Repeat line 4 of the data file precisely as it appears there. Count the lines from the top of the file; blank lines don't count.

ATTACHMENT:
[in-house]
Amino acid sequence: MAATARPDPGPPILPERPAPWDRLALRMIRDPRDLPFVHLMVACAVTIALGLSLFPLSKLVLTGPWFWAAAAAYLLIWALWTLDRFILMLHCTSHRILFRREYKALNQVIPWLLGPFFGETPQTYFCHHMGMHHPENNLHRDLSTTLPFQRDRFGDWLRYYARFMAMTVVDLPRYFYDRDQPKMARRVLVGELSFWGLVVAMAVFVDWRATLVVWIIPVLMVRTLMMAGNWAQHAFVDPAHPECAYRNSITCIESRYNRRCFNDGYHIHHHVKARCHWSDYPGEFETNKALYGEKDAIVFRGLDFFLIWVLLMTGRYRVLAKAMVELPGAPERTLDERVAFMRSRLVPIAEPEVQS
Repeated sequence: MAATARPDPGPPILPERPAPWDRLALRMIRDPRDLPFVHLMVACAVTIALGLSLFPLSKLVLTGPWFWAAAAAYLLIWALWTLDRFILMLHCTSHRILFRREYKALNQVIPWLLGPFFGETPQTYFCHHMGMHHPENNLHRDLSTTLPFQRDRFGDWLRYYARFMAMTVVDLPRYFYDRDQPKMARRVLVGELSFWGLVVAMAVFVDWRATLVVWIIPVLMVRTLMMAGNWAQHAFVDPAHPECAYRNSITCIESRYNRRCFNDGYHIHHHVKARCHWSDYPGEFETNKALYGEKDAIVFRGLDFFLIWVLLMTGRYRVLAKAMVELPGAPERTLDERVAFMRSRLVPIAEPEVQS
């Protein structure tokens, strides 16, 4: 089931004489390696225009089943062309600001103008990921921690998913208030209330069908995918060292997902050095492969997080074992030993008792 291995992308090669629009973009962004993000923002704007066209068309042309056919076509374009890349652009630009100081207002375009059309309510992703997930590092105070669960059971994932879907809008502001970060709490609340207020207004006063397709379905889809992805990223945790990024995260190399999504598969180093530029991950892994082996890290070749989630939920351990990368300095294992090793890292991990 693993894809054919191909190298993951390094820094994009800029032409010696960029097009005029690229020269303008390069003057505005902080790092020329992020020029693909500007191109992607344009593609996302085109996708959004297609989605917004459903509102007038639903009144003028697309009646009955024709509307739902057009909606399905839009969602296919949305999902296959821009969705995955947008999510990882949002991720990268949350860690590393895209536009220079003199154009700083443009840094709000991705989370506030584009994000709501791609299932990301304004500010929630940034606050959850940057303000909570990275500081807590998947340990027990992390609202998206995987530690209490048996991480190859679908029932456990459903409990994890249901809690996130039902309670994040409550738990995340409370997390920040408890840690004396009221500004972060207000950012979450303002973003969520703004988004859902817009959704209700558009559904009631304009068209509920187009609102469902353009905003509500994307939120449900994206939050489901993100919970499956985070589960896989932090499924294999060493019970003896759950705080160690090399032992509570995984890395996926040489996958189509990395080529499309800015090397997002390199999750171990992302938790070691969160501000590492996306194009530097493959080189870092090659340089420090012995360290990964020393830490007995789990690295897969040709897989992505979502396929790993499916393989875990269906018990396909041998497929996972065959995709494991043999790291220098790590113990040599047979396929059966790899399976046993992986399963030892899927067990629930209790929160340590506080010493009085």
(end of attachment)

């Protein structure tokens, strides 16, 4: 089931004489390696225009089943062309600001103008990921921690998913208030209330069908995918060292997902050095492969997080074992030993008792 291995992308090669629009973009962004993000923002704007066209068309042309056919076509374009890349652009630009100081207002375009059309309510992703997930590092105070669960059971994932879907809008502001970060709490609340207020207004006063397709379905889809992805990223945790990024995260190399999504598969180093530029991950892994082996890290070749989630939920351990990368300095294992090793890292991990 693993894809054919191909190298993951390094820094994009800029032409010696960029097009005029690229020269303008390069003057505005902080790092020329992020020029693909500007191109992607344009593609996302085109996708959004297609989605917004459903509102007038639903009144003028697309009646009955024709509307739902057009909606399905839009969602296919949305999902296959821009969705995955947008999510990882949002991720990268949350860690590393895209536009220079003199154009700083443009840094709000991705989370506030584009994000709501791609299932990301304004500010929630940034606050959850940057303000909570990275500081807590998947340990027990992390609202998206995987530690209490048996991480190859679908029932456990459903409990994890249901809690996130039902309670994040409550738990995340409370997390920040408890840690004396009221500004972060207000950012979450303002973003969520703004988004859902817009959704209700558009559904009631304009068209509920187009609102469902353009905003509500994307939120449900994206939050489901993100919970499956985070589960896989932090499924294999060493019970003896759950705080160690090399032992509570995984890395996926040489996958189509990395080529499309800015090397997002390199999750171990992302938790070691969160501000590492996306194009530097493959080189870092090659340089420090012995360290990964020393830490007995789990690295897969040709897989992505979502396929790993499916393989875990269906018990396909041998497929996972065959995709494991043999790291220098790590113990040599047979396929059966790899399976046993992986399963030892899927067990629930209790929160340590506080010493009085």